I have two brothers, and I am the Jacob of the three of us. If any of us has struggled with dishonesty and thievery, it was me. At least, I think that I failed most in the struggle. I can recall story after story—from swiping plastic blocks out of my kindergarten classroom, to stealing my neighbor’s toys, to some very shady dealings with G.I Joe’s— that were reminiscent of Jacob’s trickery with the lentil stew (Genesis 25: 29-34). And this is just the beginning.
The story of Jacob is a reminder that God’s promises and blessings are visited upon the unlikeliest and the unworthiest, not upon the best and the brightest. What marvelous grace!
Jacob’s family was rife with troubles: blatant parental favoritism, a marriage plagued by mistrust, eavesdropping, cheating, disregard for binding promises, costumed deceit, habitual thievery, fraternal rivalry, death threats, and rebellious marriages. This is not what we would expect of the line of promise, the family of the covenant.
No one does what they are supposed to do, and Jacob, the heir of Abraham, is one of the chief offenders. Yet, in the wake of all this mess, God declares to Jacob: “Behold, I am with you and will keep you wherever you go, and will bring you back to this land. For I will not leave you until I have done what I have promised you” (Genesis 28:15).
God’s declaration of covenant faithfulness seems an odd response to so much human unfaithfulness and trickery. But God’s promises and His grace are not built upon our works. They rest solely upon the surety of His own promise.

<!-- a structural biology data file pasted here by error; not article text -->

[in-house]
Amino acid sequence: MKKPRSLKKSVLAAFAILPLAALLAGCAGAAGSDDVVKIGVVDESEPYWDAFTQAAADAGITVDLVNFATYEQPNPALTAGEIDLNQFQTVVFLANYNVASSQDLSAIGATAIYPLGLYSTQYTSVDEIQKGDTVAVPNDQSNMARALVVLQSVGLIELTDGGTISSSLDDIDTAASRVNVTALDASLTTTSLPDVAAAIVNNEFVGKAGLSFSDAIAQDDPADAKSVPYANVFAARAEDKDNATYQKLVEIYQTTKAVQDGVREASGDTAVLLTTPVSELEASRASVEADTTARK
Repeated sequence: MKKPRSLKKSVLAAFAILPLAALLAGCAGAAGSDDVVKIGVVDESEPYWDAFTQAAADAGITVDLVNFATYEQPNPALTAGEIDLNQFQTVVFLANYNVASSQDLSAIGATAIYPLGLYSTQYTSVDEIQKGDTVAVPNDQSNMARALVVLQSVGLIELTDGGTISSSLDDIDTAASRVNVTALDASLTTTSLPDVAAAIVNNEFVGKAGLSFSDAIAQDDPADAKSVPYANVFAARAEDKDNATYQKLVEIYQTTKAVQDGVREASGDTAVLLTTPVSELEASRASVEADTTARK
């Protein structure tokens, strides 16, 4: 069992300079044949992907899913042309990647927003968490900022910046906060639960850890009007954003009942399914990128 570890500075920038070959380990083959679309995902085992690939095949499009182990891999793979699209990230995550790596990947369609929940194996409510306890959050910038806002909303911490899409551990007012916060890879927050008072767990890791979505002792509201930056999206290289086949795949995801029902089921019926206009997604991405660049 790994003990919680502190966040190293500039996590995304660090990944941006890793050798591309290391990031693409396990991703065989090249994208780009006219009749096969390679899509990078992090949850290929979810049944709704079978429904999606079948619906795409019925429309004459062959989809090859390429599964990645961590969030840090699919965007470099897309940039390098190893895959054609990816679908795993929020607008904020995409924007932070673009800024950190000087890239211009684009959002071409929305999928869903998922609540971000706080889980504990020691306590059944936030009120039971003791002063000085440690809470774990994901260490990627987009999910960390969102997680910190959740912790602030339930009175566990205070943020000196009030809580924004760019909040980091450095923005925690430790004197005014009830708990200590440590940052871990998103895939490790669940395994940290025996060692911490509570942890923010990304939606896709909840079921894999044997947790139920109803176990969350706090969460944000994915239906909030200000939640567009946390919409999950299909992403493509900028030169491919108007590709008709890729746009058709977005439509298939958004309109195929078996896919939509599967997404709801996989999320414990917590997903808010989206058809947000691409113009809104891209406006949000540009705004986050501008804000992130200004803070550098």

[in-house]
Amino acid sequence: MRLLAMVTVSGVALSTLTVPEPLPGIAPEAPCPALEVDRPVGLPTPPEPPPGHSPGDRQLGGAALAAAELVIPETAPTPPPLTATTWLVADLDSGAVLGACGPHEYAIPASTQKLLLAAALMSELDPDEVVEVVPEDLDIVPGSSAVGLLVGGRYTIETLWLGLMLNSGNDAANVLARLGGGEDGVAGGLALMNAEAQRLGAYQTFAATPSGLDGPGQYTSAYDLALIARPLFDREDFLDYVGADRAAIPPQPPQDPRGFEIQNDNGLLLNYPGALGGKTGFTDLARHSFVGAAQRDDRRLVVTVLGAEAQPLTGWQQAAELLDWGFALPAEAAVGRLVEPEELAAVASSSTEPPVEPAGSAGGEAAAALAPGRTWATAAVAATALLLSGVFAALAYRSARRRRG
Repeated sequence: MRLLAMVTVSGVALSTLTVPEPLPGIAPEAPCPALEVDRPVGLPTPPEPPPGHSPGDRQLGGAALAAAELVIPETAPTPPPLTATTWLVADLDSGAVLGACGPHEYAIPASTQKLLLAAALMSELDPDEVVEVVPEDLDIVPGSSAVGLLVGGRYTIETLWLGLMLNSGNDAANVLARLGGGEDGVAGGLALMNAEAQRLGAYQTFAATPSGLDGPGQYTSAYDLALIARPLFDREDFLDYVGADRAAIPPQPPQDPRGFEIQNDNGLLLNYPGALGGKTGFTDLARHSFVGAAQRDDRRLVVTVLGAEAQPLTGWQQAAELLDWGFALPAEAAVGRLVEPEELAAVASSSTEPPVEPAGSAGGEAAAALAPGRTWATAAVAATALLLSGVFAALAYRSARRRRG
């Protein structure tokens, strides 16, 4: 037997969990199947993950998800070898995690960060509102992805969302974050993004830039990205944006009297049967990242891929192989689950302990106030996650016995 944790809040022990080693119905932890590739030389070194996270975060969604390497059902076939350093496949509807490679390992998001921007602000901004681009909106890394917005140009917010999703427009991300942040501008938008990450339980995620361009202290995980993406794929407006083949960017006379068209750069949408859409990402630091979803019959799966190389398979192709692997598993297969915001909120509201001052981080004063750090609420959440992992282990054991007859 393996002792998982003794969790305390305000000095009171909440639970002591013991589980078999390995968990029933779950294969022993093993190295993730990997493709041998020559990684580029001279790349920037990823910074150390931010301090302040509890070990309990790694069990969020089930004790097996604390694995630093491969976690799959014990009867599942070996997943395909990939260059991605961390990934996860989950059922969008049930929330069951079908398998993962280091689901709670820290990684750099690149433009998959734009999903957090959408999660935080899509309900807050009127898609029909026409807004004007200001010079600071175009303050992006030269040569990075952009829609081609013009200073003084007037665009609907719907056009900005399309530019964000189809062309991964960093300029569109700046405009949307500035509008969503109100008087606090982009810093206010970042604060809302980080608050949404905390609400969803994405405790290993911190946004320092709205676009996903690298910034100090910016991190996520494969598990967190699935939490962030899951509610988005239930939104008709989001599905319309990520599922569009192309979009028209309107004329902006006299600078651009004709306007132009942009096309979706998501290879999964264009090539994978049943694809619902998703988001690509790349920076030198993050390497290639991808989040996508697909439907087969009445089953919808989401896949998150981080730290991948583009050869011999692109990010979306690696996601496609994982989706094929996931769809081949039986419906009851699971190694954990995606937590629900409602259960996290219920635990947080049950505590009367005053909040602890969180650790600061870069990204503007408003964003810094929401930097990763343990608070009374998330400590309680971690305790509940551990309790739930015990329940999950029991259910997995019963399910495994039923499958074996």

We all have Jacob hearts. I am the master of my fate, we tell ourselves. I am the captain of my soul. We like to take our fate into our own hands and shout things like “Carpe diem!” and “Just do it.” But God is good, and again and again He shakes us out of our self-deceit.
When we convince ourselves that we’ve got the system figured out, and expect God to bow to our judgment, He graciously reminds us, “Am I not allowed to do what I choose with what belongs to me? Or do you begrudge my generosity?” (Matthew 20:15).
When we wake up in the wilderness, fleeing the aftermath of our reckless do-it-yourself living, God is still gracious. He offers His unmerited grace, piercing through our thick-headedness and spiritual blindness, until we confess, “Surely the Lord is in this place, and I did not know it” (Genesis 28:16)!
How foolish we are! May God be gracious to us, as He was to Jacob. May He wake us from our slumber and rescue us from our own foolish and deceitful hearts! Though we are faithless, God remains faithful, “for He cannot deny Himself” (2 Timothy 2:13). Thanks be to God!
Written by Caleb Faires